To the Editors:
I am writing to you from France. I know that the question of granting or not granting amnesty to deserters and draft resisters of the Vietnam war deeply divides your country. You may feel that this conflict is an internal matter concerning the United States and thus does not regard Europeans. However, since this problem is a sequel of a war waged for many years against a foreign country it seems to me that any foreign country has the right to give its viewpoint. As for me, in my capacity as President of the Russell Tribunal which found the American government guilty of numerous war crimes and of genocide in Vietnam, I shall try to convey the viewpoint of the majority of Europeans.
There are very nearly a million men concerned by amnesty: war resisters, deserters, persons having left the Army with less-than-honorable discharges. This is a far cry from the “few hundred” to whom your administration has at times scornfully referred. If we add to this figure the families of these men, it is clear that we are confronted with a deep rift that the Vietnam war has created in America. These men, more or less well organized abroad, or underground in the United States, called for full amnesty (while the war was still in progress). By this they did not mean “pardon,” nor even forgetfulness. Certain of the justice of their cause, they simply wanted their rights recognized. And this could not be done unless the government was to reverse itself publicly, and, so to speak, say, “If these men have the right not to wage this war, then we on our side had no right to declare it.” Even in 1972, such an amnesty was too much to ask.
A Frenchman once said, “History never owns up to its errors.” Neither do governments, at least not completely. The government of the United States could not, without losing face, simply allow the deserters and war resisters to come home—which would not exactly be treating them as heroes, but at least as citizens of good will, who in this particular case had been right. So it was a dead-end.
Today it would seem that we have come out of this dead-end. First through the attempt at Vietnamization of the war, then in 1973 through the cease-fire, the US government, without entirely reversing itself, has implicitly recognized that it had launched an absurd war which it could not win. The war is over, and the situation is now clearer: if the US government maintains its repressive attitudes toward the deserters and draft resisters, it will prove that it has not truly understood this fact, or that its thinking is not in accordance with its actions. Consequently, no foreign country will be able to trust it. The cease-fire means: “We should never have gotten into this war”; a refusal of amnesty would mean the opposite: “we continue to find guilty those who did not want to get into it.” By granting amnesty, the government will not be in contradiction with its own logic, and will adjust to its war crimes as best it can, but it will recognize that those who judged the war criminal, contrary to international law and to the Constitution of the United States had the right not to participate. Amnesty would enhance American democracy.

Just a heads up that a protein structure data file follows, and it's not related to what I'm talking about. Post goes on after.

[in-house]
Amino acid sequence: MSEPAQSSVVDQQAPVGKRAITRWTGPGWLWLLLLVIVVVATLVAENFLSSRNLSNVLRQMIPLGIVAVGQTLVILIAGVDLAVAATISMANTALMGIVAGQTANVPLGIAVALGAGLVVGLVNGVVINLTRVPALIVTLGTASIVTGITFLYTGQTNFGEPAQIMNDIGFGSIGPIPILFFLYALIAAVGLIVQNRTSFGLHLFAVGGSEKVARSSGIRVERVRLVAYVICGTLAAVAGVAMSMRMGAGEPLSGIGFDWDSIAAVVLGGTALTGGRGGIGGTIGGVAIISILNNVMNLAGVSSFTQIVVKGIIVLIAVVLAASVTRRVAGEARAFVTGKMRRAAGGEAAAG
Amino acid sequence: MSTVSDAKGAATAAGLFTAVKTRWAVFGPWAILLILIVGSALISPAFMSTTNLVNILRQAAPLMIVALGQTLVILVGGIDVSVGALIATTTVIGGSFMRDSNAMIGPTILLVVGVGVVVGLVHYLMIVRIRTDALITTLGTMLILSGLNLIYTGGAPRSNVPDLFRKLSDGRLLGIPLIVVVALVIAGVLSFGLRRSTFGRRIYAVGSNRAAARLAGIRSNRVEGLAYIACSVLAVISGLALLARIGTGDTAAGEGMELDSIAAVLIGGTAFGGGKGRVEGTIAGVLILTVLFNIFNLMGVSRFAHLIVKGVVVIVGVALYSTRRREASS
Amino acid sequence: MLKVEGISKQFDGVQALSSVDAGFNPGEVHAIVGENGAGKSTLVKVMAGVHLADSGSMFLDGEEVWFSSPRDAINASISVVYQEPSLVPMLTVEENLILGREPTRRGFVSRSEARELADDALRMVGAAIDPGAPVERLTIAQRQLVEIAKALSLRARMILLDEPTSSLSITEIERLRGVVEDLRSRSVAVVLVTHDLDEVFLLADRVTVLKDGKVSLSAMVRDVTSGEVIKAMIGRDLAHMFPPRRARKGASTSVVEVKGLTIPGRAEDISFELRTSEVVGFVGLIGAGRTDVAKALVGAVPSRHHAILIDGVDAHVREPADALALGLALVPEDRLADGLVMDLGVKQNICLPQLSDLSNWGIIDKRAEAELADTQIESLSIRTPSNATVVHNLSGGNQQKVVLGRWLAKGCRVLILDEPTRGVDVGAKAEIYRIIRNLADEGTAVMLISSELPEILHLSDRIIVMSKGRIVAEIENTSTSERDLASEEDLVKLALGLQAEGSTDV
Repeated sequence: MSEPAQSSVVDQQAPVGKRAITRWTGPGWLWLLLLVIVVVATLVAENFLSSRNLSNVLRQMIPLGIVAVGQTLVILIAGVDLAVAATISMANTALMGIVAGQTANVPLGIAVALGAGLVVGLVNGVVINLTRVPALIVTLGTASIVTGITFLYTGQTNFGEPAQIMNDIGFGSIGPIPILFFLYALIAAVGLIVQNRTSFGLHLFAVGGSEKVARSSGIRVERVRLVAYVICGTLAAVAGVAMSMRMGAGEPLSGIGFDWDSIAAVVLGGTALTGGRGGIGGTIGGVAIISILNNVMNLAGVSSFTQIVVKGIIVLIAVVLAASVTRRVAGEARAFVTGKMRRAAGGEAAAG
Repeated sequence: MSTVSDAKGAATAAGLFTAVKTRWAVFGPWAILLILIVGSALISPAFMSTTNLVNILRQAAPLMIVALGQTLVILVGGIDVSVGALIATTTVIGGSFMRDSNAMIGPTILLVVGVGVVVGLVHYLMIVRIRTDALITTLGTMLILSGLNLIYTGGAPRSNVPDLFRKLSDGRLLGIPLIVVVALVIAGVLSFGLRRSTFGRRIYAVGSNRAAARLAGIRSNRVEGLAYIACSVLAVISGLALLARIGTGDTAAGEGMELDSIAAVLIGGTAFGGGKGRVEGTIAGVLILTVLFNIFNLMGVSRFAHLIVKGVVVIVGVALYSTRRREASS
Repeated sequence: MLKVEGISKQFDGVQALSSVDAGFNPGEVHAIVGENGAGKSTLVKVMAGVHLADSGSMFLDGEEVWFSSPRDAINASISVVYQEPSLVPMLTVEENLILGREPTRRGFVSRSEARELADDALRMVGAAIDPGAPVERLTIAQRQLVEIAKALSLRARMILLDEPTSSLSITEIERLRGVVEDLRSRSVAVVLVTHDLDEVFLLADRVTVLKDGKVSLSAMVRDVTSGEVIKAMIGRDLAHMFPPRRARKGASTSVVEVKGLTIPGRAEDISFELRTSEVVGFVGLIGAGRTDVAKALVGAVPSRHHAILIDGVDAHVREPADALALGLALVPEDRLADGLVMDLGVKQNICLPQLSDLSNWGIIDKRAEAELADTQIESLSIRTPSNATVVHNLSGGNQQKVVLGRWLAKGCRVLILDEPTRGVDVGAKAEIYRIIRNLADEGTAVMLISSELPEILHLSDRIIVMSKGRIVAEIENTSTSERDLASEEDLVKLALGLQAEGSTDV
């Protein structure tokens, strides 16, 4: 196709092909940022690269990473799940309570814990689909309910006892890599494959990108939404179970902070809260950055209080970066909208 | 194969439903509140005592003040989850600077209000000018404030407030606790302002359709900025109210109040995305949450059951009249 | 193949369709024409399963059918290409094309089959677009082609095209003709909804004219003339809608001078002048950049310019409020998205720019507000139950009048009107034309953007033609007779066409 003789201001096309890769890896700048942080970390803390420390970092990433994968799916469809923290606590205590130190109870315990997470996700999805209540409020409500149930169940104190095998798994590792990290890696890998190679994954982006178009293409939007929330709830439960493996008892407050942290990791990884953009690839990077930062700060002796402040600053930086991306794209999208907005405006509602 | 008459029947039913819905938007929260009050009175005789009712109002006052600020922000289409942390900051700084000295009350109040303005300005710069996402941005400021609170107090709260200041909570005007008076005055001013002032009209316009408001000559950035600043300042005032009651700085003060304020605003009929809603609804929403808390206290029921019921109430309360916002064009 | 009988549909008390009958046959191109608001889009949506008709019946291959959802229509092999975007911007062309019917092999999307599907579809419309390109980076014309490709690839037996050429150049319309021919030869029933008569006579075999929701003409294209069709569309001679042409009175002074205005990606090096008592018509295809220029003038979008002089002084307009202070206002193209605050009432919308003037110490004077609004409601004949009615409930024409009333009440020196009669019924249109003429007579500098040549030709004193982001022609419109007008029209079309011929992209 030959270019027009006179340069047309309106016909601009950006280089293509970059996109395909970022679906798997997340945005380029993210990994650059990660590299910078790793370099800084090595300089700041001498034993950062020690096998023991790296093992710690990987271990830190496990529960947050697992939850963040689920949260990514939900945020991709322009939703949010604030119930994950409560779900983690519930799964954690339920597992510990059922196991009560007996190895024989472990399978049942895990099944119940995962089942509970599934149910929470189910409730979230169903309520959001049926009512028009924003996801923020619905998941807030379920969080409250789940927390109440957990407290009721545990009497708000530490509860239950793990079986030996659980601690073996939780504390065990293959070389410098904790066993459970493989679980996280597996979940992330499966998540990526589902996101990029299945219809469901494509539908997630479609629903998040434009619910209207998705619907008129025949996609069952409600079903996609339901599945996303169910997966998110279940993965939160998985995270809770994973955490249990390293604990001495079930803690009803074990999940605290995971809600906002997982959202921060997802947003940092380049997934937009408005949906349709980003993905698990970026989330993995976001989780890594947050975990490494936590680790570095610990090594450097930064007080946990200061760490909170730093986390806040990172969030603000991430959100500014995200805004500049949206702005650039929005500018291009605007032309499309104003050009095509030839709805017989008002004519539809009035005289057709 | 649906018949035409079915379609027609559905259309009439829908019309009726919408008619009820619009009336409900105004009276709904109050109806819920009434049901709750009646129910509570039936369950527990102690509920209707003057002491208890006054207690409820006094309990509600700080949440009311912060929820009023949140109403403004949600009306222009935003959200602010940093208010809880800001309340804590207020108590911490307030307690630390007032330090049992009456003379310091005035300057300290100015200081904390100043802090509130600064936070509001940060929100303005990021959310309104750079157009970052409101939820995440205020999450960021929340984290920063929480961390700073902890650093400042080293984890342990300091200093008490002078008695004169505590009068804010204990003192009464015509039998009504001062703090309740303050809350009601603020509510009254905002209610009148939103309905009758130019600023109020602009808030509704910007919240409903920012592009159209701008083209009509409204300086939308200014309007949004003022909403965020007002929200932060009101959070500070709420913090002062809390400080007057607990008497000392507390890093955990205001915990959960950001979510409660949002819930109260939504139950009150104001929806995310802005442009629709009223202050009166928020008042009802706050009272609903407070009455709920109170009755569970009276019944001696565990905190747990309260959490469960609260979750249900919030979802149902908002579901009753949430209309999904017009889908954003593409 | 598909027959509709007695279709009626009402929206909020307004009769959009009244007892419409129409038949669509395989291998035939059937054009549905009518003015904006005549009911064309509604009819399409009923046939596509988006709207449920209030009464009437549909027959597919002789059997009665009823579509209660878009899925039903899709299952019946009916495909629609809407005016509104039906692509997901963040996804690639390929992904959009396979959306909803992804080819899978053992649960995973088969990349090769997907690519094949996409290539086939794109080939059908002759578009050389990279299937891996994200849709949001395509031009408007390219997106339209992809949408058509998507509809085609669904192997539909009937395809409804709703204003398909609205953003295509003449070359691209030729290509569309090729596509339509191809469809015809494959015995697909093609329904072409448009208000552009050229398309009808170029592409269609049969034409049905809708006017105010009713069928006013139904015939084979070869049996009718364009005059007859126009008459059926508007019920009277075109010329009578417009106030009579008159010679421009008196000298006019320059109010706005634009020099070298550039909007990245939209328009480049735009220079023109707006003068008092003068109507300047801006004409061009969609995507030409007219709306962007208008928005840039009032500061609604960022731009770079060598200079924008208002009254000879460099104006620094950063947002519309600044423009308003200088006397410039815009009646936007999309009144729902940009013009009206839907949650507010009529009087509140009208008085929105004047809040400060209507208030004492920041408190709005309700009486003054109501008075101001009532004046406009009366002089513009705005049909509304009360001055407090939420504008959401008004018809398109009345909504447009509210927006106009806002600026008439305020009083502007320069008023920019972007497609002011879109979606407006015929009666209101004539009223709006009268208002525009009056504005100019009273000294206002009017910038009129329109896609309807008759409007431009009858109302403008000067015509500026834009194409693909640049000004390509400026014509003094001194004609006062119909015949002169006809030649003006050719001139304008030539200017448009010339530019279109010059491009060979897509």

For that matter, public opinion in your country is already partially prepared for such a measure. At least for the amnesty of those students, chiefly of middle-class origin, who were able to give political content to the act of burning their draft cards: 60 percent of the American population would agree to amnesty for them. It is true that the proportion is exactly the opposite—60 percent against, 20 percent in favor—when it is a question of granting amnesty to those white or black workers who joined the Army in hopes of social betterment, and who reacted to the unbearable situation they found in the Army by deserting.
There is doubtless a class reflex involved in this intolerance for deserters. And yet, these white and black men, sometimes without fully understanding themselves the significance of their conduct, made a gesture as revolutionary as that of the war resisters. An act does not lack political significance just because it is not articulately expressed in words: these men opposed an imperialist army that was bringing war to another continent. Amnesty cannot thus be limited and granted case by case. The only just amnesty must be unconditional (no alternative service) and universal. This is a political problem. The intention is obviously not to demoralize the Army, but to recognize the citizen’s right not to obey an unjust order, and further, not to participate in an imperialist war.
And we, the people of Europe, have the right to call for this amnesty as a sign that your government has no intention of someday involving us in an unjustifiable war.
April 19, 1973